This article by MSNBC addresses both the benefits of no-cash bails and the alternative arguments that typical cash-bail advocates use. By doing this, they add more credibility to their article:

“Supporters say ending or limiting cash bail makes the pretrial system fairer, keeping poor people out of jail simply because they can’t afford to make bail. In New York City, for example, the average cost of bail in December 2021 was almost $40,000, according to an analysis provided by the city comptroller’s office, while the median income per capita is $41,625.”

“And although many areas are reporting higher crime rates, Scott Hechinger, a civil rights attorney and the founder of Zealous — a national criminal justice and advocacy organization — said it’s misleading to tie bail changes to crime surges because ‘reforms happened in very few places, rising crime happened everywhere.'”

These paraphrases and direct quotes are provided in such a way that it creates an imbalance that implies a preference for no-cash bails.

Let’s look at another opinion piece by Fox News.

“Unfortunately, recent Democrat administrations – and Joe Biden’s is no exception – have made race, gender, and controversial political teachings an integral part of military training and values, from the Pentagon to our service academies.”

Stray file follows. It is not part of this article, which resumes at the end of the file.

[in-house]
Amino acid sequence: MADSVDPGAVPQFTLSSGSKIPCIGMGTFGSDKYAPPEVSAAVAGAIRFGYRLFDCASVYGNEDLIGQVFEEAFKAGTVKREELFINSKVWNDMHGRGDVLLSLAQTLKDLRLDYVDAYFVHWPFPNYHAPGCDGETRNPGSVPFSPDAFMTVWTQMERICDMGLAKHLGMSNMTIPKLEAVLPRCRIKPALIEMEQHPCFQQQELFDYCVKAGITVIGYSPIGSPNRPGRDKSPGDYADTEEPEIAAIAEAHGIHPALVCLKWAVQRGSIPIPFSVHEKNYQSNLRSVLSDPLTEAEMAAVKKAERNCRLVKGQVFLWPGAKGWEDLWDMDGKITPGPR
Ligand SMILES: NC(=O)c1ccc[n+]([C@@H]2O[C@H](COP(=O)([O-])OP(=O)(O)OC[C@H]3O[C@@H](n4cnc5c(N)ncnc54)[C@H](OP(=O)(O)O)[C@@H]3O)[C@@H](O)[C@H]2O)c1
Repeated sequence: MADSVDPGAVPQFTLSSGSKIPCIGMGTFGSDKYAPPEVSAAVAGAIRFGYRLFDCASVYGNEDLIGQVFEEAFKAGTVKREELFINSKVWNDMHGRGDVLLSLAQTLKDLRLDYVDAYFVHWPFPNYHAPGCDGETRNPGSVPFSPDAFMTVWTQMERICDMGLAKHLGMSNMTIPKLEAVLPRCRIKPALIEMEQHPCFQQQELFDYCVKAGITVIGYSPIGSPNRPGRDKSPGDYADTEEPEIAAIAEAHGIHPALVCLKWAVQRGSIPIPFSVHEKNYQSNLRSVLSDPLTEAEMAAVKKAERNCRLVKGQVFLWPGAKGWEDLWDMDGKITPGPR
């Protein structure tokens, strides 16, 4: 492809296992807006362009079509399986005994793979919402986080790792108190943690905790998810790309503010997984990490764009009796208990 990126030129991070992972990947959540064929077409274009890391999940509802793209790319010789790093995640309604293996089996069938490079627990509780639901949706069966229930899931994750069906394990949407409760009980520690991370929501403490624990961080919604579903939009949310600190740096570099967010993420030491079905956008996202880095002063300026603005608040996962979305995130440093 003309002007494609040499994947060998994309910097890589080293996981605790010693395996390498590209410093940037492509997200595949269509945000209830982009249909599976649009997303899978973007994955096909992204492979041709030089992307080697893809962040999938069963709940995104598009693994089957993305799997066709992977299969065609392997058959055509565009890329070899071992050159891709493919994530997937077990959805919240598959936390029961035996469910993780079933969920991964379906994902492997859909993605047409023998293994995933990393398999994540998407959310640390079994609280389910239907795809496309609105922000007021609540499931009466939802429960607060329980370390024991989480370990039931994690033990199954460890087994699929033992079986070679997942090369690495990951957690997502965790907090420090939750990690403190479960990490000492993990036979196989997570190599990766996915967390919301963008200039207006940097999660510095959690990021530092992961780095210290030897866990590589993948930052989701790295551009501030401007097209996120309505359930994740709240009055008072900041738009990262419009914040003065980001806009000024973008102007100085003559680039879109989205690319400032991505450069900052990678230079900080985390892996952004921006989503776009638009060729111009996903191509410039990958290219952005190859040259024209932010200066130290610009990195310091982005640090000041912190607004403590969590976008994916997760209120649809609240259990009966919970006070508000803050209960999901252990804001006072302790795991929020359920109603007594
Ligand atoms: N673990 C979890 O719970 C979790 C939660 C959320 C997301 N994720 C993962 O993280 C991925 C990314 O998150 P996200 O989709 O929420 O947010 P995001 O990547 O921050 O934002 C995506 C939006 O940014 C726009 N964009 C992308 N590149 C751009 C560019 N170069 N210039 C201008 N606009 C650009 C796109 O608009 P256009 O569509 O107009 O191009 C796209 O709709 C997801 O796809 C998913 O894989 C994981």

The author makes his position very clear in the thesis of his article by displaying his disagreement with what he perceives to be the Biden administration’s priorities. We can expect the rest of the article to follow suit and defend his argument. Opinion articles also do not require strict reporting. Take the following for example:

“A recent Reagan National Defense Survey found that the number of Americans with a “great deal” of confidence in the military has plummeted from 70 percent in 2018 to 45 percent now. The largest decline in trust comes among Republicans, whose strong confidence fell from 87 percent to 53 percent – a disturbing 34 percent drop.”

The article uses a couple of pieces of evidence to explain this drop as noted below.

“Soon after Joe Biden became president, the Pentagon ordered an unprecedented military-wide ‘stand down’ of service members to root out right-wing domestic extremists, wasting 5.8 million man-hours. The Pentagon then hired Diversity, Equity, and Inclusion Officers at salaries as high as $200,000. For the past two years, the Department of Defense rigidly enforced vaccine requirements, cutting off tens of thousands of service members from benefits, even when many have legitimate objections and are young, healthy adults.”